Saniya Chong Excited For Freshman Season At UConn

As the University of Connecticut women’s basketball team prepares to defend its national title in 2013-14, one of the unique storylines this offseason has been the arrival of this year’s lone freshman, Saniya Chong.

Chong, a 5-8 Ossining, N.Y. native, brings Connecticut yet another scoring threat from the guard position. She averaged 34.4 points, 5.6 rebounds and 9.1 rebounds per game in her final high school season, earning a state championship title and the National High School Coaches Association’s Player of the Year award. Before she committed to UConn, she was ranked as the No. 3 recruit in the state of New York by MaxPreps and the 75th best overall player by ESPN Hoopgurlz.

Chong’s offensive game is relentless, as she recorded at least 30 points in 51 of her 96 career high school games. Much like Connecticut’s style of play, Chong was most effective in a fast-paced game, getting most of her buckets in transition.

“I’m trying to learn to keep up the pace,” said Chong. “This team goes hard every second. I just need to try and match their intensity. I think it helps me a little that my team used a similar style of offense in high school but I still have work to do.”

The 2013-14 season will be the first year that UConn has had just one true freshman since the 2009-10 campaign, when Kelly Faris came to Storrs from Heritage Christian in Indiana. In her freshman year, Faris saw time in all 39 of UConn’s game, averaging nearly 19 minutes per contest. Chong understands the demanding challenge that she will face throughout the year, but believes that her teammates will be there to pick her up.

“There is pressure on me because I don’t have anyone going through what I’m going to go through this season with me,” she said. “But at the same time, all my teammates have been though their freshman years and have been willing to help me in any area. I’m trying to follow in their footsteps.”
With just two seniors, Bria Hartley and Stefanie Dolson, on the roster, it would seem that this team might suffer from lack of a large veteran presence, but Chong thinks that that the entire roster is full of leaders. In fact, she says, the idea that there are so many different types of leaders on the squad is what makes the team so special.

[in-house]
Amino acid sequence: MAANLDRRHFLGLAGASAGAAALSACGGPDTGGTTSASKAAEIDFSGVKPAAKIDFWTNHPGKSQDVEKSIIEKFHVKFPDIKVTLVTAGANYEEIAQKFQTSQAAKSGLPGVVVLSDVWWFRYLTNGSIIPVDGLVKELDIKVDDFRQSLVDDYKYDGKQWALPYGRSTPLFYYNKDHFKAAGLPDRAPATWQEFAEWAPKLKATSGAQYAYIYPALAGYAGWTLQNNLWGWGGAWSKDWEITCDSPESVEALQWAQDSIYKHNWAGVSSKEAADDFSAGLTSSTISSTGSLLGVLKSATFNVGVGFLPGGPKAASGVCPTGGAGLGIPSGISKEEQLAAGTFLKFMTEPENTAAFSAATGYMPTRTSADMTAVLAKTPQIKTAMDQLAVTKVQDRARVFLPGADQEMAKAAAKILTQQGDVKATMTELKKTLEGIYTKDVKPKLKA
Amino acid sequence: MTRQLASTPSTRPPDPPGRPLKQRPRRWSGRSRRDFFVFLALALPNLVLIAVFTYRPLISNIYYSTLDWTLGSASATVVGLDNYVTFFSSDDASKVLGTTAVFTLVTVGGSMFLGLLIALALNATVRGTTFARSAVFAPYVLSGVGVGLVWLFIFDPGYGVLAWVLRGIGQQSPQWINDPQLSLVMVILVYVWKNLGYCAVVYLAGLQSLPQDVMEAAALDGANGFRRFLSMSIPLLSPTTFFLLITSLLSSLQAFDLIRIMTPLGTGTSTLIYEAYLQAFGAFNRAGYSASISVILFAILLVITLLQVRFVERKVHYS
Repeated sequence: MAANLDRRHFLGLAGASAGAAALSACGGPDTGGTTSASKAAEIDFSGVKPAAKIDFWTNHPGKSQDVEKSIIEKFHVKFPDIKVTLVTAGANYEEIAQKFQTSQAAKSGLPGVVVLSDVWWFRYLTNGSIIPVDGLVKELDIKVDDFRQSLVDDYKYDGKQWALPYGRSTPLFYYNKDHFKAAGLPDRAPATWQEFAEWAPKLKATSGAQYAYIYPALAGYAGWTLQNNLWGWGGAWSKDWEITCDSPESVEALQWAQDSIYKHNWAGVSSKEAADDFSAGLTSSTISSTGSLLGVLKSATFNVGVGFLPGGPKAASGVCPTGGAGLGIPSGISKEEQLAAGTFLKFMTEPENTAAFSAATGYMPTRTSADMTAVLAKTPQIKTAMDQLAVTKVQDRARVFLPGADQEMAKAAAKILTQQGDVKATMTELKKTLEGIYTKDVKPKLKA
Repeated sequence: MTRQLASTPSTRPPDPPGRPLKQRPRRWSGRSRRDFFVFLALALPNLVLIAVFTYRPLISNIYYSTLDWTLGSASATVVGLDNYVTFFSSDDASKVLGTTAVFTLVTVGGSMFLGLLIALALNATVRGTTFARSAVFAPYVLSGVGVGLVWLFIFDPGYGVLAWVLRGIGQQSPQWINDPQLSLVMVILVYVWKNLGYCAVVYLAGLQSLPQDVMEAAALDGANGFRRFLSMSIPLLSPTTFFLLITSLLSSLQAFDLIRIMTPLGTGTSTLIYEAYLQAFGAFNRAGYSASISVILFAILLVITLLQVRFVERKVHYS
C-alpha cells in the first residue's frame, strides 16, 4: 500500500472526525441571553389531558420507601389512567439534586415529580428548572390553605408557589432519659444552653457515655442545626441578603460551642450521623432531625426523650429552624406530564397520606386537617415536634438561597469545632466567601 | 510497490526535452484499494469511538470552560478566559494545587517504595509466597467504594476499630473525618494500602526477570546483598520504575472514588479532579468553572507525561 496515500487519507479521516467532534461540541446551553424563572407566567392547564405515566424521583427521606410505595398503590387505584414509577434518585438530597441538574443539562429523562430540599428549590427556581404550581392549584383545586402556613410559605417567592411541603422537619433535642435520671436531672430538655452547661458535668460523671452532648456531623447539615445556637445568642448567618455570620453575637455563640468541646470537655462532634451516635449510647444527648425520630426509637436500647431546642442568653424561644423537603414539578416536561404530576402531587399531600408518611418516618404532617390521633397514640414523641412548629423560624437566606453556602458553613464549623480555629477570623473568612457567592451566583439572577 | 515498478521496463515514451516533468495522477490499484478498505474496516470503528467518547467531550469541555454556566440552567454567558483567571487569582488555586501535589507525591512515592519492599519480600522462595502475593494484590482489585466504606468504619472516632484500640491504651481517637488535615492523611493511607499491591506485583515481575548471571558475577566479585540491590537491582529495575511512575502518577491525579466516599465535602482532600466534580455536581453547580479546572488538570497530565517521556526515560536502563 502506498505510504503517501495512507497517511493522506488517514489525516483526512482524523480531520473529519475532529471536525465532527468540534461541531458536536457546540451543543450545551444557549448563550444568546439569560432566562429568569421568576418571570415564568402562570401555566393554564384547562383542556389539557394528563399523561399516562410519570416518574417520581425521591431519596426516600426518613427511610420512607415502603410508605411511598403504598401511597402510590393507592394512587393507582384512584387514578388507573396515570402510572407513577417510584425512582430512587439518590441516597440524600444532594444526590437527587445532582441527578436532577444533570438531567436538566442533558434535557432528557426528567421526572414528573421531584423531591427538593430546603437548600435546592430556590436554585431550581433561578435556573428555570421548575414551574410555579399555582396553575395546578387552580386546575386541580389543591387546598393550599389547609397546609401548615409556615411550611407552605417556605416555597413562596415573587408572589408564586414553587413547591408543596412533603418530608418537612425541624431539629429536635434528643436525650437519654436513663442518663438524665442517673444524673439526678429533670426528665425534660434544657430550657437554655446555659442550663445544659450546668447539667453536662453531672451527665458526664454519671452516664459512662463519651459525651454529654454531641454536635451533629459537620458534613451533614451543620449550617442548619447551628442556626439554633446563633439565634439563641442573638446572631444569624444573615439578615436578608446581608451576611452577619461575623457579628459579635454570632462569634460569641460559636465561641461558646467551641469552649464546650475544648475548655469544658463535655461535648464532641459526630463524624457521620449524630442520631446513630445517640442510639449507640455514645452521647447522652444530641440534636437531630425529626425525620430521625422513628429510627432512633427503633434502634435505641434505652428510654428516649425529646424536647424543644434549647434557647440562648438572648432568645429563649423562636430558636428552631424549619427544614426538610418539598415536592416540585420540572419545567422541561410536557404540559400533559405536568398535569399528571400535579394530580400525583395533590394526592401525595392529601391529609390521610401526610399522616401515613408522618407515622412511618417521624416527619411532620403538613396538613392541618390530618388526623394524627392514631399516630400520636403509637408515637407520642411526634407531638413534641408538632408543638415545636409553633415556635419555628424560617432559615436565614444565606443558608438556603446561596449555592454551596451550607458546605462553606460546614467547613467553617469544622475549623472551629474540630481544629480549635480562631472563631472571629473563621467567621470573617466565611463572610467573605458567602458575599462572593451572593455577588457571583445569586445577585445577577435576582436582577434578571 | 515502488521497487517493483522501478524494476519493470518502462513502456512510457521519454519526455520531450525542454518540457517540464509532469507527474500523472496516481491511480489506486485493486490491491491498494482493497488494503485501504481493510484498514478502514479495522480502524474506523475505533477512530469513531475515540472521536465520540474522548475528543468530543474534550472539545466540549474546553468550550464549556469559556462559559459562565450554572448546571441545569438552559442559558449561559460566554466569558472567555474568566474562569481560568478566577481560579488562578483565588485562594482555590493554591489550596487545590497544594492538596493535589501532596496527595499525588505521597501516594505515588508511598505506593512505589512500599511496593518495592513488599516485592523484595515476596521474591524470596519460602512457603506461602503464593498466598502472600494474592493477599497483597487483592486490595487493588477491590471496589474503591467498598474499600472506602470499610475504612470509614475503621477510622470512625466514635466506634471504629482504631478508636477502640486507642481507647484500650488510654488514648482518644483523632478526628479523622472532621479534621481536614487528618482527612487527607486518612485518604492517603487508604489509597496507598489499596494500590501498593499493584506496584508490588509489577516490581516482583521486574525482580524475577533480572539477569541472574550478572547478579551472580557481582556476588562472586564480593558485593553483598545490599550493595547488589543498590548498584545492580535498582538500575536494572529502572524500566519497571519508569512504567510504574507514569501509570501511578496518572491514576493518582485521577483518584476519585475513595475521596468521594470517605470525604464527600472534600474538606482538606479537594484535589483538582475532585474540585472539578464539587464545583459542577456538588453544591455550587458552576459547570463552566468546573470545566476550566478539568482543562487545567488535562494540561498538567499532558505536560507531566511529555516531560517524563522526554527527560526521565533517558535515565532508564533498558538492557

“All of this team exhibits leadership,” Chong said. “They have all had their ups-and-downs in their college careers so they know what to help me with. It’s definitely great to have a team full of mentors. These girls won a national championship just a few months ago.”

One of Chong’s biggest mentors figures to be All-American and fellow guard, Hartley. Hartley’s high school career is similar to Chong’s, as she played in New York, averaging nearly 30 points in her senior year, en route to being honored as Long Island’s Player of the Year. Hartley expects this season to be a learning experience for Chong, but feels like she has the tools to overcome the inevitable struggles that come along with the transition to the college game.

“I’m really excited for Saniya this season,” said Hartley. “I understand how difficult it can be to be a freshman, especially coming here after the team won a championship, so I take it upon myself to help her out this year. She’s a great player and I think she’ll have a great impact here.”

While Chong has yet to step out onto the floor of Gampel Pavilion for her first game, she already feels like she made the right decision coming to Connecticut. While Connecticut was making a bid for the national championship in early April, Chong said she could hardly contain her excitement.

“It was an amazing feeling,” she said. “I was sitting there watching the team on television, and I just couldn’t believe that I was going to be there next year. It’s a great feeling to be on a team where you know they truly love the game. Being here so far has been awesome.”

Chong does have experience with playing the best players in the United States, as she was selected to participate in the 2013 WBCA All-American Game in New Orleans. One of the biggest honors a high school player can receive, the game brings together the top-20 players in the nation for a day of head-to-head competition. Chong recorded nine points, six rebounds, and four assists in the contest.

“That was really helpful for me,” she said of her time in New Orleans. “It was an honor to play in that game and I think it was a nice way for me to get some experience with tough competition.”

Chong is already buying-in to the team-first philosophy that has made Connecticut a national powerhouse for the past few decades. Under the direction of head coach Geno Auriemma and the diverse group of guards, Chong could be in for a phenomenal freshman campaign.

Reprinted with permission from

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